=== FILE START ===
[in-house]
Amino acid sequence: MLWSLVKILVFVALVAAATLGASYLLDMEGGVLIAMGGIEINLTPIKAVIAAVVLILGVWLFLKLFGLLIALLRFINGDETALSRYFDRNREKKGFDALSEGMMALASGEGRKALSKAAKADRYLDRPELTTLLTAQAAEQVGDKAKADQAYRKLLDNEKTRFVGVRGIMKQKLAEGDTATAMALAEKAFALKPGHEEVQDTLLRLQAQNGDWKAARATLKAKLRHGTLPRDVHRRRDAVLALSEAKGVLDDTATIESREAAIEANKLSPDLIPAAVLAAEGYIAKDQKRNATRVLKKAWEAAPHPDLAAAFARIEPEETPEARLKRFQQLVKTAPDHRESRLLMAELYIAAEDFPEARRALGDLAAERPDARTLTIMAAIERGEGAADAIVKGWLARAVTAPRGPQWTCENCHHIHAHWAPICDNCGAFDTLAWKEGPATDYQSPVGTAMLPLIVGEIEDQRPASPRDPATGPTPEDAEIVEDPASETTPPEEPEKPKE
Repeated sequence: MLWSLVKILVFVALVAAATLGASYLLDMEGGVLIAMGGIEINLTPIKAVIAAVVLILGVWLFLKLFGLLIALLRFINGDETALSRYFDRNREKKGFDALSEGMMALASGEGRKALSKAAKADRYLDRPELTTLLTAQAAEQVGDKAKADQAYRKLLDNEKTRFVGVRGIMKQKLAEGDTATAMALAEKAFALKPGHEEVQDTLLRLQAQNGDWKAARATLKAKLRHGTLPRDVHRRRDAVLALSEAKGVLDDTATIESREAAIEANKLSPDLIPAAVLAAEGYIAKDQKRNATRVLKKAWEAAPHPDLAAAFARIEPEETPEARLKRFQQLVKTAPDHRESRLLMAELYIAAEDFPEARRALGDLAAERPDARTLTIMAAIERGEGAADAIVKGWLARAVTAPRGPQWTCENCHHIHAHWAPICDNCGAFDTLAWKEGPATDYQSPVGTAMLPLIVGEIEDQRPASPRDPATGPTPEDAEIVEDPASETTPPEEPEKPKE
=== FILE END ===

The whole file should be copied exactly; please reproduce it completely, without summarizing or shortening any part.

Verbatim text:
[in-house]
Amino acid sequence: MLWSLVKILVFVALVAAATLGASYLLDMEGGVLIAMGGIEINLTPIKAVIAAVVLILGVWLFLKLFGLLIALLRFINGDETALSRYFDRNREKKGFDALSEGMMALASGEGRKALSKAAKADRYLDRPELTTLLTAQAAEQVGDKAKADQAYRKLLDNEKTRFVGVRGIMKQKLAEGDTATAMALAEKAFALKPGHEEVQDTLLRLQAQNGDWKAARATLKAKLRHGTLPRDVHRRRDAVLALSEAKGVLDDTATIESREAAIEANKLSPDLIPAAVLAAEGYIAKDQKRNATRVLKKAWEAAPHPDLAAAFARIEPEETPEARLKRFQQLVKTAPDHRESRLLMAELYIAAEDFPEARRALGDLAAERPDARTLTIMAAIERGEGAADAIVKGWLARAVTAPRGPQWTCENCHHIHAHWAPICDNCGAFDTLAWKEGPATDYQSPVGTAMLPLIVGEIEDQRPASPRDPATGPTPEDAEIVEDPASETTPPEEPEKPKE
Repeated sequence: MLWSLVKILVFVALVAAATLGASYLLDMEGGVLIAMGGIEINLTPIKAVIAAVVLILGVWLFLKLFGLLIALLRFINGDETALSRYFDRNREKKGFDALSEGMMALASGEGRKALSKAAKADRYLDRPELTTLLTAQAAEQVGDKAKADQAYRKLLDNEKTRFVGVRGIMKQKLAEGDTATAMALAEKAFALKPGHEEVQDTLLRLQAQNGDWKAARATLKAKLRHGTLPRDVHRRRDAVLALSEAKGVLDDTATIESREAAIEANKLSPDLIPAAVLAAEGYIAKDQKRNATRVLKKAWEAAPHPDLAAAFARIEPEETPEARLKRFQQLVKTAPDHRESRLLMAELYIAAEDFPEARRALGDLAAERPDARTLTIMAAIERGEGAADAIVKGWLARAVTAPRGPQWTCENCHHIHAHWAPICDNCGAFDTLAWKEGPATDYQSPVGTAMLPLIVGEIEDQRPASPRDPATGPTPEDAEIVEDPASETTPPEEPEKPKE